Nina's Reading Blog

Comments on books I am reading/listening to

Archive for June 12th, 2012

The Time Traveler’s Wife

Posted by nliakos on June 12, 2012

by Audrey Niffenegger (Harvest/Harcourt 2003)

This was my second reading of The Time Traveler’s Wife, but I seem not to have blogged about it, so here goes.

It’s an amazing thing about fiction–how it can take an unbelievable premise (time travel) and make the reader believe in it. (Think of Harry Potter!) We willingly suspend disbelief and become entangled in the story, which seems so real, even when we know it isn’t. This is the love story of Clare Abshire DeTamble, the eponymous wife, and Henry DeTamble, who travels willy-nilly through time (his and hers), first encountering Clare as a six-year-old but not recognizing her when he meets her at twenty because his visits to her childhood self have not yet occurred for him. If you are confused, that’s because it’s really confusing. The chapters are all marked with the dates and Henry’s and Clare’s respective ages, but it’s still bewildering, and I don’t know how Niffenegger kept it all straight in her own mind while she was writing it!

What this is more than anything, though, is a love story: the story of Clare and Henry and how their love for each other transcends time and space. In this respect it reminds me of Robert Nathan’s Portrait of Jennie, although that love story was cut much shorter than this one; still, Clare and Henry’s story makes me cry every time I read it or see the movie. (I just watched it for the second time on Mother’s Day, courtesy of Vicki; that was why I had the urge to re-read the book.)

I suppose that time travel isn’t for everyone, but it has always intrigued me. Besides Portrait of Jennie and Kindred (by Octavia Butler), I’ve enjoyed the movies Kate and Leopold, Back to the Future, and Midnight in Paris. Still, I was astonished to find this very extensive list of time travel movies on Wikipedia; so I guess the concept is more popular than I suspected!

I loved The Time Traveler’s Wife, and even on the second reading, found it difficult to put down.

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Albert Nobbes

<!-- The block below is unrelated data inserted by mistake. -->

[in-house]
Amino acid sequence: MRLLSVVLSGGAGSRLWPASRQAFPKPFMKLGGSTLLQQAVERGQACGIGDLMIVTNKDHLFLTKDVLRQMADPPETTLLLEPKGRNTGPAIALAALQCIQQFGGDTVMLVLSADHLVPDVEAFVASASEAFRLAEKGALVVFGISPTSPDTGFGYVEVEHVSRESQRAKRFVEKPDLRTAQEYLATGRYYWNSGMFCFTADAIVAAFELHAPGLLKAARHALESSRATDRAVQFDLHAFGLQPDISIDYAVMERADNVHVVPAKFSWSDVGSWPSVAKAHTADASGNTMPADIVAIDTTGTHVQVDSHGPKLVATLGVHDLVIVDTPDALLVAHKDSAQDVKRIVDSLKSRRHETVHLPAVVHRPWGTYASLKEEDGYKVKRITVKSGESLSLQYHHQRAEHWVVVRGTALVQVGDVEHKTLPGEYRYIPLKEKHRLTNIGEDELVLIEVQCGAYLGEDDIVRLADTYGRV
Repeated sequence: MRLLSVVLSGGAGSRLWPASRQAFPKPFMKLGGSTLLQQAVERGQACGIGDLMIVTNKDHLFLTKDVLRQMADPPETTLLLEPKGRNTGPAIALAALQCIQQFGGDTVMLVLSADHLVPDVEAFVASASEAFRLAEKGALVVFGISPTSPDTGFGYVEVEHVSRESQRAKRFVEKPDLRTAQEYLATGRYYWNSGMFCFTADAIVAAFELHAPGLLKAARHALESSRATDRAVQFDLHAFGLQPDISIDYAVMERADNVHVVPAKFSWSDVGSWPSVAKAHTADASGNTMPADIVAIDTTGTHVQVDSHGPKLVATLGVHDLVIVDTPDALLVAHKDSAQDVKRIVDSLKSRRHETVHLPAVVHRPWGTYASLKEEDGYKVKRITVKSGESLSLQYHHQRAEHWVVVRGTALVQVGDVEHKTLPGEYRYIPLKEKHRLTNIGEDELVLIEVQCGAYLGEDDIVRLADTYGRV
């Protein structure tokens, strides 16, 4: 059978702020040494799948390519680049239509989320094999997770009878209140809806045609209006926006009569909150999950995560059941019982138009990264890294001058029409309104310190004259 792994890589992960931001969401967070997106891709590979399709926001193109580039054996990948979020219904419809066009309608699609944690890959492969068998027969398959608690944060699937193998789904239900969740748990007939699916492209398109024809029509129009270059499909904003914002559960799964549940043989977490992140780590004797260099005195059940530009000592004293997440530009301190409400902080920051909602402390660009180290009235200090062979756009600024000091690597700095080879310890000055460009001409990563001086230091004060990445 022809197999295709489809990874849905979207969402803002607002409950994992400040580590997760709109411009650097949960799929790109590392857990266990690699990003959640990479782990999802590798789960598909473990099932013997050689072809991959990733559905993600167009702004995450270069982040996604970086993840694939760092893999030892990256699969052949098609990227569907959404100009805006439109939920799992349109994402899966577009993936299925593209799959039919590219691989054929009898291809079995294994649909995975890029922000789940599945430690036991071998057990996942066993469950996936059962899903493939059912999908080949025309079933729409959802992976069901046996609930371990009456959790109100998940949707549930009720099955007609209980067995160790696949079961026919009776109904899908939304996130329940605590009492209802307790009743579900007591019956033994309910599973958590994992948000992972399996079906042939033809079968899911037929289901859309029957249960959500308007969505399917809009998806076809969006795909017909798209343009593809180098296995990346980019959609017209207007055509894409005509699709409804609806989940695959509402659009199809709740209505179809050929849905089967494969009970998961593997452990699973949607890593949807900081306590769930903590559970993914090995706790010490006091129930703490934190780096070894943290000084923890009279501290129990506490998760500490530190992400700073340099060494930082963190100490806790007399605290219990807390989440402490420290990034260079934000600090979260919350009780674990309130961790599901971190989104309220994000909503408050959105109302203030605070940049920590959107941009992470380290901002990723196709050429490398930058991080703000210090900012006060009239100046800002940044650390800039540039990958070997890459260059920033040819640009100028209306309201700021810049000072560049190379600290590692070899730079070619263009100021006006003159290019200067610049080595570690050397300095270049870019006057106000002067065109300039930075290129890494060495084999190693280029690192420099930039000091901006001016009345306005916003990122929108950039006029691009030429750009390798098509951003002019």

Posted by nliakos on June 12, 2012

by George Moore (in Celibate Lives by George Moore, originally published 1927 by J. C. Medley; Chatto & Windus 1968)

I recently saw the film Albert Nobbes, starring Glenn Close as a woman living her life as a male waiter in a 19th-century Dublin hotel. I was intrigued by the idea that in an era when single women probably had few opportunities to earn an honest living, this may have been more common than we imagine. I decided to read the novella on which the play and film were based.

It wasn’t easy to find it! I thought I might get it as a free e-Book (no) or at the public library (no!). I finally found a copy at the University of Maryland’s McKeldin Library. There are five novellas in the collection. I have read only “Albert Nobbes.”  The story is very similar to the film with certain changes to the plot; for example, in the movie, Albert goes to Hubert’s home and meets his (her) wife, whereas in the novella, Albert never sees Hubert again after the night they spend sharing Albert’s room and both their stories; s/he is left to wonder about Hubert’s marriage, and how/when Hubert revealed his/her sex to his/her wife until the end of the story. Albert’s death comes about differently in the novella, as well. However, the essence of the story was clearly there in the film.

I found it difficult to follow the narrative and dialogue, as both were enmeshed in the same long paragraphs without the benefit of quotation marks or line breaks to indicate who was saying what, or whether they were speaking aloud or just thinking. Modern readers are not accustomed to this kind of text, so it is a bit off-putting.

I haven’t decided whether I will read the other stories in the book yet.

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